Tip to marketing geniuses: K.I.S.S.
That is, Keep Internets Serving, Stupid. During the Superbowl VIZIO used an ad to encourage everyone to immediately visit their website and register to win a TV. Guess how that ended? Yeah, for several hours their Flash-laden site wasn't available. Anyone remember the ill-fated Dr. Pepper campaign?
Today, Denny's is giving away free breakfasts. Of course, dennys.com is dead as a hammer. Something tells me cutting IT staff isn't helping. I'm not saying Denny's has cut staff, but IT has increasingly been tasked with "do more with less" even before the recession hit the fan.
So what do you do, as a marketer? We all made lots of fun of Twitter for a while when the service would fail, didn't we? But the Fail Whale has made increasingly shorter appearances (sources say the robot wanted less money anyway and the whale got a gig on "Flapjack" for Cartoon Network). I met one of the engineers of Twitter recently, and I learned that they learned some very important lessons in scaling the past year or so...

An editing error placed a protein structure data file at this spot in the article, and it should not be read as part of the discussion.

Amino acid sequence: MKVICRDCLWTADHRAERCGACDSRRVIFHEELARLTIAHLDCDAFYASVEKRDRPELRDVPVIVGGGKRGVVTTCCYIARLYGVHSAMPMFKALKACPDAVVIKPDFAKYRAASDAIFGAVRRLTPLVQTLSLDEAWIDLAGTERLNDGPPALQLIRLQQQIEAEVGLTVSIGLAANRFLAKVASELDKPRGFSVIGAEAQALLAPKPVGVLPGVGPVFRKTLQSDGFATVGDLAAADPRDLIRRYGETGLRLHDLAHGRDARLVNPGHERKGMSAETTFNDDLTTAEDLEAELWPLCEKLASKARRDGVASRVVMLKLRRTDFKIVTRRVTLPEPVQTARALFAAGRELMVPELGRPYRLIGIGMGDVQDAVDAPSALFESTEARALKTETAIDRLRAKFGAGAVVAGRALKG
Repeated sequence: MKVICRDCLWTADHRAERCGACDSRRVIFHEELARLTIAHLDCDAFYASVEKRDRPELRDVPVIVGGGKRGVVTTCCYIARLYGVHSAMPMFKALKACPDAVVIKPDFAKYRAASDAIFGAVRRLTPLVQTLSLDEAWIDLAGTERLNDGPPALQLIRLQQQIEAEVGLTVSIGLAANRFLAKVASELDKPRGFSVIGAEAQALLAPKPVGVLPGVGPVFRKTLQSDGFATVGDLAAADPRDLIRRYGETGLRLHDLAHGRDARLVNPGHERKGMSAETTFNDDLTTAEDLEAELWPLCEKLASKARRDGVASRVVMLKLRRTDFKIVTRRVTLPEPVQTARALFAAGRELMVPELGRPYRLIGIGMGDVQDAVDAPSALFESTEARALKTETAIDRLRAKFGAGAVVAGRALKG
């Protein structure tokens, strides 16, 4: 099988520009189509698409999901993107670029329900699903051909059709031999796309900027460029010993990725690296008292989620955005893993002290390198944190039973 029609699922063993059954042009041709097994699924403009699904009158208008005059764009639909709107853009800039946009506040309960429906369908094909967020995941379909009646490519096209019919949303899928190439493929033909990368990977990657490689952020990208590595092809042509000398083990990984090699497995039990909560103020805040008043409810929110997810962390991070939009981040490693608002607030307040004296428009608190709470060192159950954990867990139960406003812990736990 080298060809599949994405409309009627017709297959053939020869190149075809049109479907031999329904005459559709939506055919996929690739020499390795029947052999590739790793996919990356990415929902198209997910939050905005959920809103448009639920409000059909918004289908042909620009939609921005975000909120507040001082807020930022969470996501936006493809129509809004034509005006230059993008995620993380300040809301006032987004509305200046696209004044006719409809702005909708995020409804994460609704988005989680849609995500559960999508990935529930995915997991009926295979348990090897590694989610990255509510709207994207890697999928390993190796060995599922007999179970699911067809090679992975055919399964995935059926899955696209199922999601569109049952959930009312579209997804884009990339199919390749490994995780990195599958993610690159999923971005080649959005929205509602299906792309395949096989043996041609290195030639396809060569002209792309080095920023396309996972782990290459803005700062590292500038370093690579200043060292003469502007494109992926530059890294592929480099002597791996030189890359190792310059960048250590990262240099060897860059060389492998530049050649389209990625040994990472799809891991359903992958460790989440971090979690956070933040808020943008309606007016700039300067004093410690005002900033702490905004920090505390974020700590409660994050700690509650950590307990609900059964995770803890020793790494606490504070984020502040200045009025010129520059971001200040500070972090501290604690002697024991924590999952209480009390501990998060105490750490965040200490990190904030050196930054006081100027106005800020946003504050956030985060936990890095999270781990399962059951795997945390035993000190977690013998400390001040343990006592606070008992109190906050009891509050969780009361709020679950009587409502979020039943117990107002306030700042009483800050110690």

Marketers need to learn to anticipate promotional effects on servers, end of story. Don't write a check your host can't cash, basically. Does it mean spending money on infrastructure? Not necessarily. It will, however, likely mean some code and server jockeying to ensure your site is lean and distributed and capable of a temporary spike in traffic. Digg, Twitter, Flickr and plenty of other sites have learned this the hard way. Now it's Madison Avenue's turn, I guess.